The number of animals shot in England’s controversial badger cull soared to more than 10,000 this autumn, as part of the government’s attempt to cut tuberculosis (TB) in cattle.
Ministers claimed the result as a success but a leading scientist said there was “no basis” for suggesting the cull was effective, while wildlife charities said badgers were being used as a scapegoat for failures in the intensive livestock industry.
Badger culling was rolled out to seven new areas in 2016, and with ongoing shooting in three other areas, 10 culls took place across Cornwall, Devon, Dorset, Gloucestershire, Herefordshire and Somerset.
A total of 10,866 badgers were killed between August and October, according to government data published on Friday, bringing the overall total to more than 14,800 since culling began in two areas in 2013. Half the badgers killed in 2016 were shot without first being trapped, a method rejected as inhumane by the British Veterinary Association in 2015.
Proposals to extend badger culling beyond the four years originally planned were also published on Friday, as well as wider use of a more accurate blood test for TB in cattle to help prevent herds retaining infectious animals.
TB in cattle is a serious problem for some farmers in England, with 28,000 infected cattle slaughtered in 2015 at a cost of more than £100m a year to taxpayers. An earlier decade-long trial of badger culling found it could “make no meaningful contribution to cattle TB control in Britain”.
However, ministers have remained adamant that changes to culling practices, alongside other measures such as controls on cattle movement, would help to cut TB. But almost all scientists have said the badger cull is very unlikely to work and could make matters worse.
The environment secretary, Andrea Leadsom, also announced on Friday that the government would apply for official TB-free status in 2017 for the half of England where TB is rare, a move that would help farmers sell their beef and dairy products.
“We have much still to do in the worst-affected parts of the country, but this shows that our strategy – combining practical biosecurity measures, a robust cattle movement and testing regime, and badger control in areas where the disease is rife – is right and is working,” said Leadsom.
The chief veterinary officer (CVO), Nigel Gibbens, said the 2016 results showed “culling can deliver the level of effectiveness required to be confident of achieving disease control benefits”.
However, badger expert Prof Rosie Woodroffe from the Zoological Society of London told the Guardian: “There is no basis for drawing any conclusions about the effectiveness of culling.”
Over 70% of badgers in an area must be killed to be sure that the disturbed remaining populations do not range more widely and spread the disease further. But the minimum targets set for badger kills in each area were changed during the culls depending on how many were being shot, being reduced by up to 50% in some places.
“This means that there is really no way to tell what reduction in badger numbers was achieved by these culls,” said Woodroffe. “Culling that was consistently ineffective would look like a low badger density and prompt a reduced target. I would therefore consider the CVO’s conclusion to be based on extremely shaky evidence.”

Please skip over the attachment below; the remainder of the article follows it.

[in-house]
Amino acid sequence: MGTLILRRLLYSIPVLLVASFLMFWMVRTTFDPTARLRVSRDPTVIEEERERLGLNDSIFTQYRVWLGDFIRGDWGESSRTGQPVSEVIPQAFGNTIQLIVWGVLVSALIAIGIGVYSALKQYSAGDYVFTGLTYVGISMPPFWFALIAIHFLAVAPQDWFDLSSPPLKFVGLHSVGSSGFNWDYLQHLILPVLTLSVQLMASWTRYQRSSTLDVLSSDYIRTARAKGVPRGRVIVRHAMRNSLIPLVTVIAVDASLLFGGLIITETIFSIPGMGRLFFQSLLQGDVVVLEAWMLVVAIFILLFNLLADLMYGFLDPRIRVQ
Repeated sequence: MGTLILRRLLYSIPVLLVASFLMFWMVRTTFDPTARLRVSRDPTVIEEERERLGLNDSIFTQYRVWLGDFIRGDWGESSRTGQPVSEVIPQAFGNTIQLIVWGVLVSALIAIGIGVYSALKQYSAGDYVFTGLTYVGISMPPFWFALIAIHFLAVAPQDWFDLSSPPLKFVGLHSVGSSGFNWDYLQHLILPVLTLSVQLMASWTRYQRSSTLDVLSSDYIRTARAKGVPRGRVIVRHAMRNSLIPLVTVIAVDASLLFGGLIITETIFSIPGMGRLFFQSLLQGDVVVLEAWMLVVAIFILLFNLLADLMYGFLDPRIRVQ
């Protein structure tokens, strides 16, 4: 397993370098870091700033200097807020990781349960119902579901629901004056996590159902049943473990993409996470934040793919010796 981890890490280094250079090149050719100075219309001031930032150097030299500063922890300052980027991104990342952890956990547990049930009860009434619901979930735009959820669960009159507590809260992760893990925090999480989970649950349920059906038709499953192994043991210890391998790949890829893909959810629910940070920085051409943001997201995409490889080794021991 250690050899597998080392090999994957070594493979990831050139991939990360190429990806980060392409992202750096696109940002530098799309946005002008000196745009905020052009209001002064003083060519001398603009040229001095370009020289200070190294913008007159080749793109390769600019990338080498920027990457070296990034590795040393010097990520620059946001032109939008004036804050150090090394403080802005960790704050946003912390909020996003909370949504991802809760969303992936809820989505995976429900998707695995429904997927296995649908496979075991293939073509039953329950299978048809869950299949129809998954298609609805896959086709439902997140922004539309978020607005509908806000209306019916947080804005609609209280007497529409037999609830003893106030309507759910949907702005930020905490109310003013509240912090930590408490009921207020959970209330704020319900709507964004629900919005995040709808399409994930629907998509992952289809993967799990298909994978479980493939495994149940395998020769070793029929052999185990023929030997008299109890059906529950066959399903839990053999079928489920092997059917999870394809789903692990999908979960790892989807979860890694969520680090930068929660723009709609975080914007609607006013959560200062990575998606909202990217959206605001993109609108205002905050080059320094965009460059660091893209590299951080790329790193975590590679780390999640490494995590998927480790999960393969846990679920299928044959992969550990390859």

An independent assessment of the first year of culling found it was neither effective nor humane, but the government then disbanded the expert panel. There is also no evidence that the culls since 2013 have cut TB, although it takes two years for the data to come through. “The government has embarked upon a widespread rollout of badger culling in the absence of firm evidence that this approach can reduce cattle TB,” said Woodroffe.
“We could kill every badger in England but bovine TB would continue to spread in cattle herds due to inaccurate TB testing, excessive numbers of cattle movements and poor biosecurity controls,” said Dominic Dyer, the chief executive of the Badger Trust. “The badger is being used as a scapegoat for failures in the modern intensive livestock industry that have led to a significant increase in bovine TB.”
Claire Bass, the director of the Humane Society International/UK, said: “Badger culling is a costly distraction from the real solution to TB in cattle. It’s a disease of cattle, primarily spread by cattle, and it’s cattle-focused control measures that will stop it. But the government has sanctioned large-scale ‘badgercide’.”
However, the National Farmers’ Union said the latest cull results were a success and it should be rolled out further. “If culling is to have the maximum impact on disease it is vital that it takes place in as much of the area where bovine TB is rife as possible,” said the NFU president, Meurig Raymond. “Farmers continue to play their part in helping tackle this disease through cattle movement controls, cattle testing [and] improving biosecurity on farms.”
The government is proposing that badger culling can continue indefinitely via the granting of five-year licences. However, Woodroffe said it was worrying that the licences would carry less strict conditions than the current culls, heightening the risk of badgers spreading the disease more widely.
The government said it would use badger vaccination to help prevent TB spreading to new areas of England, but could not do so until 2018 due to a global shortage of supply.
This article was first published by The Guardian on 16 Dec 2016.
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